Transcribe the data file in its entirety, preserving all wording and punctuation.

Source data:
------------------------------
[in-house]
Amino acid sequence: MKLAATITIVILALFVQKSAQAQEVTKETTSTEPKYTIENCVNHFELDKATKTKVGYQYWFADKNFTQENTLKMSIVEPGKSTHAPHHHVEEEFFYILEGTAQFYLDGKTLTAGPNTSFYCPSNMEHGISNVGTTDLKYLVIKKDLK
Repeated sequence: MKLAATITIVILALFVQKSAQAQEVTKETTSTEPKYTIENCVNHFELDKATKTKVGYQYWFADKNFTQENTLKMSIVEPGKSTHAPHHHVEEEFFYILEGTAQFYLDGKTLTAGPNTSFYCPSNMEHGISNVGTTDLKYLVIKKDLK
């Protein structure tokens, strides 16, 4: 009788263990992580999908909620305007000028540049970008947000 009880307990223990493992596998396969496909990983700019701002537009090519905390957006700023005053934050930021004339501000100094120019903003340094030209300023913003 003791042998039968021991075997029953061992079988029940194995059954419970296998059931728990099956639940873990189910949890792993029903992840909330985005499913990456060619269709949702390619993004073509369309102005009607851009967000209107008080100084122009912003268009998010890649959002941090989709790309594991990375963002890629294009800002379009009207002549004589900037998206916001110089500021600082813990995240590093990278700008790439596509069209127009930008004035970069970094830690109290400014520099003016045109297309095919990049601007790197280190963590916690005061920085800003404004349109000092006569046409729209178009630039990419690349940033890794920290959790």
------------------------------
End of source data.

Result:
[in-house]
Amino acid sequence: MKLAATITIVILALFVQKSAQAQEVTKETTSTEPKYTIENCVNHFELDKATKTKVGYQYWFADKNFTQENTLKMSIVEPGKSTHAPHHHVEEEFFYILEGTAQFYLDGKTLTAGPNTSFYCPSNMEHGISNVGTTDLKYLVIKKDLK
Repeated sequence: MKLAATITIVILALFVQKSAQAQEVTKETTSTEPKYTIENCVNHFELDKATKTKVGYQYWFADKNFTQENTLKMSIVEPGKSTHAPHHHVEEEFFYILEGTAQFYLDGKTLTAGPNTSFYCPSNMEHGISNVGTTDLKYLVIKKDLK
């Protein structure tokens, strides 16, 4: 009788263990992580999908909620305007000028540049970008947000 009880307990223990493992596998396969496909990983700019701002537009090519905390957006700023005053934050930021004339501000100094120019903003340094030209300023913003 003791042998039968021991075997029953061992079988029940194995059954419970296998059931728990099956639940873990189910949890792993029903992840909330985005499913990456060619269709949702390619993004073509369309102005009607851009967000209107008080100084122009912003268009998010890649959002941090989709790309594991990375963002890629294009800002379009009207002549004589900037998206916001110089500021600082813990995240590093990278700008790439596509069209127009930008004035970069970094830690109290400014520099003016045109297309095919990049601007790197280190963590916690005061920085800003404004349109000092006569046409729209178009630039990419690349940033890794920290959790």